Question: Did one Book of Mormon convert several of the Young family to The Church of Jesus Christ of Latter-day Saints?
Answer: Phineas Howe Young was born February 16, 1799, in Hopkinton, Massachusetts, the son of John Young and Abigail Howe. His family moved to Vermont in 1802 when he was three years old. They later moved to Syracuse, New York and lived there nine years. From there they moved to Genoa Cayuga County where he lived five years and worked on his father’s farm. There were five boys and six girls in their family. The boys were John, Joseph, Phineas, Brigham, and Lorenzo Young.
Phineas learned the printer’s trade when a boy and because of his later accomplishments, we are assured of his highly intellectual mind. He was a gifted poet. Some of his poems written in his own hand are still in existence.
First and foremost, Phineas was of a very religious nature, as were all of his brothers and sisters. He was a member of the Methodist faith and was an ordained itinerant Minister with a circuit and had preached in Canada and the states. There were many religious sects springing up in New England, and religion was first in the minds of the whole Young family.
Phineas was married to Clarrisa Hamilton, Sept. 28, 1818, in Auburn, New York. At that time Phineas held a good position at Ramsey’s printing office. When Samuel H. Smith, the first missionary from The Church of Jesus Christ of Latter-day Saints brought the Book of Mormon to the family of John P. Green, he was impressed to leave the book and told Mrs. Green, who was Phineas’ sister, Rhoda, that the spirit forbid him taking the book away, and he made her a present of it.
When Mr. Green came home, his wife requested him to read it, informing him with regard to what Samuel had said to her relative to obtaining a testimony of the truth of it. For a while, he refused to do this, but finally yielded to her persuasions and took the book and commenced reading the same, calling upon God for the testimony of his spirit. The result was that he and Mrs. Green were in a short time baptized. They gave this book to Phineas Young in April, 1830. In eleven days he had read it through twice and was fully convinced of its truth. He in turn took it to his brother, Brigham, and from him to a sister, Mrs. Murray. They all received its truth. On the 5th of April 1832, Phineas was baptized a member of The Church of Jesus Christ of Latter-day Saints by Ezra Landon at Bradford, Pennsylvania. He served a mission to Canada in 1832. In late 1833 he moved to Kirtland, Ohio.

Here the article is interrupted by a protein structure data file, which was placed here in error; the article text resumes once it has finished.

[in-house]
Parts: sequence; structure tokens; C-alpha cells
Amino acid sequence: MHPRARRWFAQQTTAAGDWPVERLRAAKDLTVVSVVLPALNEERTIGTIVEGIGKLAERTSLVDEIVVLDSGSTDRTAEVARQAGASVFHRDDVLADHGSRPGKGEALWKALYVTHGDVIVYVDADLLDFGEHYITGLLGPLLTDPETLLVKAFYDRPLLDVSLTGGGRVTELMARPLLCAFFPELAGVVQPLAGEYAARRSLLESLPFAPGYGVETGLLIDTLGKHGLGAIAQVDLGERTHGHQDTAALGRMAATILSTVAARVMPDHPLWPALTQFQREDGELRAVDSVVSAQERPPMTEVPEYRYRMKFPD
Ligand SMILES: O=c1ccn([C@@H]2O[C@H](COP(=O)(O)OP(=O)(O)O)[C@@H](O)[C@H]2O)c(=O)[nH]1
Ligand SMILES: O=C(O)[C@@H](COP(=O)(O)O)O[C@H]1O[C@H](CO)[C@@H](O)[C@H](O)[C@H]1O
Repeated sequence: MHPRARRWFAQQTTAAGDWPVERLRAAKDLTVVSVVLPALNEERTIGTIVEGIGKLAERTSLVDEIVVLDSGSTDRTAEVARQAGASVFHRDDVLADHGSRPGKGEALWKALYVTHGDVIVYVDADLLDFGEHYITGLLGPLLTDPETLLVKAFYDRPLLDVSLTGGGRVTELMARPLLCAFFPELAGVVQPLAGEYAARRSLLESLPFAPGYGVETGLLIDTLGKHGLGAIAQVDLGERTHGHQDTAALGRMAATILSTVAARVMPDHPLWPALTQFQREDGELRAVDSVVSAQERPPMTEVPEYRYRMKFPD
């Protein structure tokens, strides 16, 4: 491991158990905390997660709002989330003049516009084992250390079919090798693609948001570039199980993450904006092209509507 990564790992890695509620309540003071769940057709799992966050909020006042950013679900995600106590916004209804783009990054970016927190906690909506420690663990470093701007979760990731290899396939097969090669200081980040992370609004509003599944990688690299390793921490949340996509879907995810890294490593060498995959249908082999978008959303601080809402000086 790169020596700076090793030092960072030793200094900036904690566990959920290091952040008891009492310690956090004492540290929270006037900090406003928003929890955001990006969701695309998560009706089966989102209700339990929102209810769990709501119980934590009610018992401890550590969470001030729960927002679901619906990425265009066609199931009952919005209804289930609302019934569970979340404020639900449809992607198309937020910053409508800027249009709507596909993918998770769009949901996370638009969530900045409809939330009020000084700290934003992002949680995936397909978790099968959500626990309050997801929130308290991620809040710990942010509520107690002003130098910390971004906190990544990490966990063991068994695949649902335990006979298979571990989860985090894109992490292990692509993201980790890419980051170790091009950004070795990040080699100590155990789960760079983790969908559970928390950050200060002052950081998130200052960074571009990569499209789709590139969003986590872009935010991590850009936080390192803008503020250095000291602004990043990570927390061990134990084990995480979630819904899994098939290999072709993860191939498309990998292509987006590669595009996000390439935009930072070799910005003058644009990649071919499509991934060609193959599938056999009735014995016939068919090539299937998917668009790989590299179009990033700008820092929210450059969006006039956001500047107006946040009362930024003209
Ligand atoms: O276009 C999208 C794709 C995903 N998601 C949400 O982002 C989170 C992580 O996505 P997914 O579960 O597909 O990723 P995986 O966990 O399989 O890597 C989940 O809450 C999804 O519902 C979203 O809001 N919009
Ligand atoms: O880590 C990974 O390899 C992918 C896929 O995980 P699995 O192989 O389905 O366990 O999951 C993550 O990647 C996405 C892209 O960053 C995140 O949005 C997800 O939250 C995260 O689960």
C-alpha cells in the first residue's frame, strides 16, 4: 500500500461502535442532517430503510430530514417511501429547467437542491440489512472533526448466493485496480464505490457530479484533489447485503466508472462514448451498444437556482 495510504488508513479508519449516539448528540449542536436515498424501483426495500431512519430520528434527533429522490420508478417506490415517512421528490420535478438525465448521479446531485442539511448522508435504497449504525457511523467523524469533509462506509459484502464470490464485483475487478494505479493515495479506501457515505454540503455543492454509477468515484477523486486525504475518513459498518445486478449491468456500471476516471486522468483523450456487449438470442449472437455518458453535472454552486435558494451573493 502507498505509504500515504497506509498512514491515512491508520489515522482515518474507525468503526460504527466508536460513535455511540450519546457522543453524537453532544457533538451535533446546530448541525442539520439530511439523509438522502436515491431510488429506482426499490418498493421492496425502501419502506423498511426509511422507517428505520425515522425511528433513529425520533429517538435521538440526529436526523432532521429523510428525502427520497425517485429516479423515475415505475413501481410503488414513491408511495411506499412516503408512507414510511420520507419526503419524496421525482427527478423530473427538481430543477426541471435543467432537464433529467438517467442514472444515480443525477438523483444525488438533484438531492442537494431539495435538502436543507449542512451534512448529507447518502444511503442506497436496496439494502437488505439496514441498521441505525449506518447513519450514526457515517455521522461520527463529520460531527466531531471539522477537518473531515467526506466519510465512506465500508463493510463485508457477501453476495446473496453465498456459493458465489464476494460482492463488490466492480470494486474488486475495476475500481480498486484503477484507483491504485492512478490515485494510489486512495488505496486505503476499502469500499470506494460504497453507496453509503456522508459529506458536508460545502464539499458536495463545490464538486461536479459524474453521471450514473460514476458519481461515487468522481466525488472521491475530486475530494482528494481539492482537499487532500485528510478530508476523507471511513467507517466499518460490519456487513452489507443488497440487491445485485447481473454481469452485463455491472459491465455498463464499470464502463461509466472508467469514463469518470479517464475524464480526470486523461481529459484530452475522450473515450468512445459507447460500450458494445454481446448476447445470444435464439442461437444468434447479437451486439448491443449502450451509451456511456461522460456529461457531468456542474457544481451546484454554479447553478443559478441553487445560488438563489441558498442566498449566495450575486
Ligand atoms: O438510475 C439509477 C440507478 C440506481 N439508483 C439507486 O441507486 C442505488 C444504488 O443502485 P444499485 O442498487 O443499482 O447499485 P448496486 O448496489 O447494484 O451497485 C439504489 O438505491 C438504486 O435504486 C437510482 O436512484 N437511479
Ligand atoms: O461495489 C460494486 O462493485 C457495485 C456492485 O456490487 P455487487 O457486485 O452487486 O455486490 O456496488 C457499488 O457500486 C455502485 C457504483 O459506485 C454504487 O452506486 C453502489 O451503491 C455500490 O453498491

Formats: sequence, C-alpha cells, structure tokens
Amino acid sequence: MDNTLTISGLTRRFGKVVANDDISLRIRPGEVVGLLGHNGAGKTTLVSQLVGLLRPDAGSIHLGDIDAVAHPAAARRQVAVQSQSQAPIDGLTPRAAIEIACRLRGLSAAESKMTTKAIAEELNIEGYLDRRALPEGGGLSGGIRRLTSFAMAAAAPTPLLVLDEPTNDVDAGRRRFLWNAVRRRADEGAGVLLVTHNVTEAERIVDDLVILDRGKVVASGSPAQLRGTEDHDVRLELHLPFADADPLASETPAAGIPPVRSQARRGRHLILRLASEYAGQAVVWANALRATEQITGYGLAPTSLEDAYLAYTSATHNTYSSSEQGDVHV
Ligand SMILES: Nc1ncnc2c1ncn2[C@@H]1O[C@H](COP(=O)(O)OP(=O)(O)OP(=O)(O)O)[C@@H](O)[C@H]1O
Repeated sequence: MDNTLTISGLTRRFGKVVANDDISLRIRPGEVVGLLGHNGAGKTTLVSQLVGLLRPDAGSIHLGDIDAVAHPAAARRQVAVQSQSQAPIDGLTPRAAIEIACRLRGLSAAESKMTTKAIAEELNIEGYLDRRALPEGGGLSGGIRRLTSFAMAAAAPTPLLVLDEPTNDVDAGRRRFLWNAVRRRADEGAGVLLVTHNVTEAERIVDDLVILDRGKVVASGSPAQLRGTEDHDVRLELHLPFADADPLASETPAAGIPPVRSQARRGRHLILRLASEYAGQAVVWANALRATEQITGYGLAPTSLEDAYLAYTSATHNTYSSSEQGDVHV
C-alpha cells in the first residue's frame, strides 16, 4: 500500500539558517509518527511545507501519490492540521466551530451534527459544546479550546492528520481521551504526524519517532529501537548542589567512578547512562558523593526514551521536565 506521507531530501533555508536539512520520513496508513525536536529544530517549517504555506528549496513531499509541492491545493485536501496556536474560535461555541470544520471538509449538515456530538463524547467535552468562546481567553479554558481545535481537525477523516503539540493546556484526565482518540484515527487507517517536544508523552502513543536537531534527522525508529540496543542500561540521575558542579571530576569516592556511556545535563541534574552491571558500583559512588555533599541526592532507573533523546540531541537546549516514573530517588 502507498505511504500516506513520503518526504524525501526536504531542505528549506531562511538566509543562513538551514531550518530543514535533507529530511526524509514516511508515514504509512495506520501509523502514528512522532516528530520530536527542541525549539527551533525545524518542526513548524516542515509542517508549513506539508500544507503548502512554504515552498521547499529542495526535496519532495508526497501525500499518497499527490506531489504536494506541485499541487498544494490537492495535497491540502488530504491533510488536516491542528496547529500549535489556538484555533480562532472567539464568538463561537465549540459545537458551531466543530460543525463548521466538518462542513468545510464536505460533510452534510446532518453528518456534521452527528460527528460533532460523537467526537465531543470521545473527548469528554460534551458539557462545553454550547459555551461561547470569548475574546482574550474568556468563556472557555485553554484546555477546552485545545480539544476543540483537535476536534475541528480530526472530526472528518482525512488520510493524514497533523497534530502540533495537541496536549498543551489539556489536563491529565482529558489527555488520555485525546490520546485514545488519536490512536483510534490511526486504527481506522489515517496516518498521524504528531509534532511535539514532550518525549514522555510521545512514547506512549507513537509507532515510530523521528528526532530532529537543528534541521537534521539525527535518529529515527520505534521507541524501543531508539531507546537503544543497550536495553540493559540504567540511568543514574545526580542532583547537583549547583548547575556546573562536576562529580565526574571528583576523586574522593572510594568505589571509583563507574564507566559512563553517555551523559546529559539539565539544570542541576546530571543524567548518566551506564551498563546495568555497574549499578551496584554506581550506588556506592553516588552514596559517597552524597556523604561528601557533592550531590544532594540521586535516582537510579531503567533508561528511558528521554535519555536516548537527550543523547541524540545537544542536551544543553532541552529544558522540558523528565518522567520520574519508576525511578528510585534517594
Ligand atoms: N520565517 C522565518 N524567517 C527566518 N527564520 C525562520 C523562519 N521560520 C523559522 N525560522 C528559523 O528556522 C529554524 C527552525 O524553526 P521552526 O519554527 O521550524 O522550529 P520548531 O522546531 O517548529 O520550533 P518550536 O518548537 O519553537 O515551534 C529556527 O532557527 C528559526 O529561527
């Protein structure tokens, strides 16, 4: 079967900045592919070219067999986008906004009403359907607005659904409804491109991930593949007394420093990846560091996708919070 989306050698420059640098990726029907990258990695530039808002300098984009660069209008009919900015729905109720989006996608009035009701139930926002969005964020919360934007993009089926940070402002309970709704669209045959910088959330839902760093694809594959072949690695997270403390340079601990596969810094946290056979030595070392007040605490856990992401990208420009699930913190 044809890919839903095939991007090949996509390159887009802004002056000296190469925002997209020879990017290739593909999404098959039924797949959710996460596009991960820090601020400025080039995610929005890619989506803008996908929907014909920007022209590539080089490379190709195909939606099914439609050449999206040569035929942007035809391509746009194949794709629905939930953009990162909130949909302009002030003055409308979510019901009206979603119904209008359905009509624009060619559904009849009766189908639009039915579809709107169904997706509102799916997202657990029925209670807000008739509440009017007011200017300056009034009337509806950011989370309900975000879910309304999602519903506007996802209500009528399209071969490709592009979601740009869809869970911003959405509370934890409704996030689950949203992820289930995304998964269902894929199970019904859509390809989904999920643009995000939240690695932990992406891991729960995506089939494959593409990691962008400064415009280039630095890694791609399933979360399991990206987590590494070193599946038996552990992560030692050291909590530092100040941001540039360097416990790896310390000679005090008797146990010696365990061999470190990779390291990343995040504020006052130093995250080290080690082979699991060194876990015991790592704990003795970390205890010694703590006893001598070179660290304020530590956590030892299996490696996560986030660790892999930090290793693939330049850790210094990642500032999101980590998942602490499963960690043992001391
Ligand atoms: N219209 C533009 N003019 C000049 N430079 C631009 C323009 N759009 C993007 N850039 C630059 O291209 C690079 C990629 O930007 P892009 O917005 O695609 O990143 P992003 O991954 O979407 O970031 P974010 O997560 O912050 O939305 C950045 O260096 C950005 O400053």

The following year his wife, Clarrisa, died and was the first person buried in the cemetery next to the Temple Block in Kirtland, Ohio, leaving Phineas and his young son, Brigham H., alone. He assisted in building the city and Temple of Kirtland. He was a member of the school of Prophets when it was organized and with his brethren enjoyed its many blessings and privileges. He also was a member of the Hebrew class of 1835-36, and he and his cousin, Evan M. Green, always greeted each other in the language. He served a mission to New York with Oliver Granger in 1834. In September 1834, Phineas married Lucy Cowdery, a half sister of Oliver Cowdery, in Kirtland.
Phineas served several missions to Virginia, the eastern states, and Michigan Territory in 1835. He purchased some land at Caldwell County, Missouri in 1837. He was forced to flee Missouri in the fall of 1838. He lived in Morgan County, Illinois for about a year and then moved to Winchester, Scott County, Illinois. He moved to Nauvoo, Illinois in 1840. He was ordained a high priest by Brigham Young and George Miller in the fall of 1842.
Phineas moved to Cincinnati to preside over the church in the southern district of Ohio in late 1842. He visited his brother-in-law, Oliver Cowdery, and encouraged him to return to the Church in Nauvoo. He served a mission to the eastern states from 1843-1844, preaching mainly in Ohio and New York. He was admitted to the Council of Fifty on April 25,1845. After being forced out of Nauvoo in 1846, Phineas settled at Winter Quarters and Council Bluffs. Oliver Cowdery traveled to Kanesville with Phineas where Oliver was received back into the church. Phineas was present when Orson Hyde baptized, confirmed, and re-ordained Oliver to the Priesthood.
In 1847, Phineas was asked to be a member of his brother, Brigham Young’s, Vanguard Company headed to the Salt Lake Valley, arriving on July 24, 1847. In March 1850 Phineas and his wife were present, in Richmond, Missouri, when, before Oliver Cowdery died, they heard Oliver again testify to the truth of the Book of Mormon.
Phineas served as Bishop of the Salt Lake City Second Ward from 1864 to 1871. He died at Salt Lake City on October 10, 1879, at the age of 80, and was buried in the Salt Lake City Cemetery.
Source: Biographical content about Phineas Young which can be found in "the Joseph Smith Papers;" Life History of Phineas Howe Young; FindAGrave.com; Investigating the Book of Mormon Witnesses, p. 60-63.